“Most of life’s defining moments happen unexpectedly; sometimes they slide past you completely unnoticed until afterwards, if at all. The last time your child is small enough to carry on your hip. An eye-roll exchanged with a stranger who becomes your life-long best friend. The summer job you apply for on impulse and stay for the next twenty years. That kind of things. So I’m completely unaware that on of my definining moments is passing me by when my mobile rings at 6.47pm on 14th March 2018; instead, I curse under my breath because I’ve got a Velcro roller stuck in my hair and I’m already running late.“
Thank you to Viking for an advance copy of this one for the blog tour!
Oh, how I loved this story. I enjoyed ‘One Day in December’ but this was a wholly different experience. It was heartbreaking, yet hopeful. A true reflection of the bittersweet feelings that a lot of people deal with through grief.
‘The Two Lives of Lydia Bird’ follows Lydia Bird, who, on her 27th birthday, loses her fiance, Freddie, in a car accident. Told through alternating chapters, switching between Lydia ‘awake’ in the real world, dealing with grief, and Lydia ‘asleep’, living in an alternate existence where Freddie never died and where everything seems perfect. Throughout the novel, we learn more about Lydia and her family and friends and follow her on her journey to discover which world she really belongs to.
“Grief is an odd thing. It’s mine and no one can do it for me, but there’s been this whole supporting cast of silent actors around me in the wings.”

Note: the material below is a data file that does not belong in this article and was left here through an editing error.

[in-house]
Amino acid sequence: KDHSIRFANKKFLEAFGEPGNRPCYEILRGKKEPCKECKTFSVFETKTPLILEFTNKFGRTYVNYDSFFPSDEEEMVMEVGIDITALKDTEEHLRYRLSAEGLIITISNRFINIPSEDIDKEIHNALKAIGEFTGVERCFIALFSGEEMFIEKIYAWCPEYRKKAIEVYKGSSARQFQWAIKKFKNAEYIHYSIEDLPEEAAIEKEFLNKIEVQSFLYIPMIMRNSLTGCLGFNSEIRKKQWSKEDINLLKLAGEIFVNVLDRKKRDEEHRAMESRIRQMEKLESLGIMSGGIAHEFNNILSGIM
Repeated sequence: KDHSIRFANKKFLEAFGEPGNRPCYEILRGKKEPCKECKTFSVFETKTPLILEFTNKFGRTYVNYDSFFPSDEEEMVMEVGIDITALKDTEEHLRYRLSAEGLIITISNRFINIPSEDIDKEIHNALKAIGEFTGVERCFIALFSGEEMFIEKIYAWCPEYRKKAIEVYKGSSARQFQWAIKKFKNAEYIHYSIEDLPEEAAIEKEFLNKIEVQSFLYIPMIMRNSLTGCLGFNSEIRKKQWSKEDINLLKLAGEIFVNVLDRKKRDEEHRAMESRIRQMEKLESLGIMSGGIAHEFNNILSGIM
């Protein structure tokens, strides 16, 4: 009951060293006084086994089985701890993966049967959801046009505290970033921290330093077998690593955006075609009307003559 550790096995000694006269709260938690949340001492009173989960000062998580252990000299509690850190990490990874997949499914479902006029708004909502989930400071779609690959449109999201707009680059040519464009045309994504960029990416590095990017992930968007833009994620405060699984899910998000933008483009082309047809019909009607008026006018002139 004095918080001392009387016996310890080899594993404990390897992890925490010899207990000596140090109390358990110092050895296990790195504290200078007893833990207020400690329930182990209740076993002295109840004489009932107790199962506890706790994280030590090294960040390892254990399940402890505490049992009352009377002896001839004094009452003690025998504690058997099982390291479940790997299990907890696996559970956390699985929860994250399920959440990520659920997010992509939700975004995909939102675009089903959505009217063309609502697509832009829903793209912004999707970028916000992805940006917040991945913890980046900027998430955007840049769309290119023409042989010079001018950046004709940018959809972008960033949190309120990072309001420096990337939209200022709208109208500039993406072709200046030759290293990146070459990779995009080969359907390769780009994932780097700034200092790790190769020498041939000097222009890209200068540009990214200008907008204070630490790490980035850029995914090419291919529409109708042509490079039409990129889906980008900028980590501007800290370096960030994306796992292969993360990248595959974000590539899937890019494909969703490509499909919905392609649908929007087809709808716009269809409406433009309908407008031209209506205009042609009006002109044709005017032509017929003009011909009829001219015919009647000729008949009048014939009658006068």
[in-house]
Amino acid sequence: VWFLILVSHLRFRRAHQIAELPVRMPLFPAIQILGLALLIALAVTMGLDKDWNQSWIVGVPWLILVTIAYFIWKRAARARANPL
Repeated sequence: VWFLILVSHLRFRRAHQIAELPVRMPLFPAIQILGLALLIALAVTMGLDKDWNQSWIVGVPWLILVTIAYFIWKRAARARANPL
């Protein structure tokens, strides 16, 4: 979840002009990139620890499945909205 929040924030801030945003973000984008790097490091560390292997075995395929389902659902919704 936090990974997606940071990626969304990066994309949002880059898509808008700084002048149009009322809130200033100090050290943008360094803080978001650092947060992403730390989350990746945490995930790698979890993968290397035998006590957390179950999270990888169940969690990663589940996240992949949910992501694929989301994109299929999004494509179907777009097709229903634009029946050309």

Things I loved:
- For me, it was an excellent depiction of grief. It felt real. Nothing too dramatic, or too out of place. It discussed the moments in between the big events, and the little things that you don’t want to remember but can’t bring yourself to forget.
- The book is split into alternating ‘awake’ and ‘asleep’ chapters. In order to sleep better after losing Freddie, Lydia begins to take sleeping pills. These pills open a backdoor into a world with Freddie, where she can live as if he had never passed away. This kind of layout of the book made it feel like a quicker read – it definitely didn’t feel like 400 pages – and allowed us to see a glimpse into Lydia and Freddie’s relationship.
- The romance was minimal – I don’t read a lot of romance and I really enjoyed that this character had other things going on. Aside from the ‘asleep’ chapters, which were pretty romance heavy, there wasn’t too much of a focus on this in the ‘awake’ ones.
- The idea that not every story needs to have a happy ending. Although arguably, this one does, I liked the ideas introduced towards the end about a hopeful ending vs a happy ending vs a realistic ending. I also appreciated that although Lydia’s character was growing and evolving, her grief and Freddie’s death was always at the forefront somehow. It wasn’t just used as a plot device.
“You don’t get over losing someone you love in six months or two years or twenty, but you do have to find a way to carry on living without feeling as if everything that comes afterwards is second best. Some people walk up mountains, others throw themselves out of planes. Everyone has to find their own way back, and if they’re lucky, they’ll have people who love them to hold their hand.”
Things to Note:
- I wouldn’t really categorise this as a romance. Although there are romantic elements (through a range of different characters), I would say the main plot is Lydia’s journey of grief and rediscovering herself.
Overall, I would really recommend this one to people who enjoy stories that are on the sadder side but also really focus on the idea of rediscovery, hope, and almost re-coming-of-age.
Thank you to Viking and Penguin for an advance copy of this one to review.
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See the other blog tour reviews for ‘The Two Lives of Lydia Bird’ below: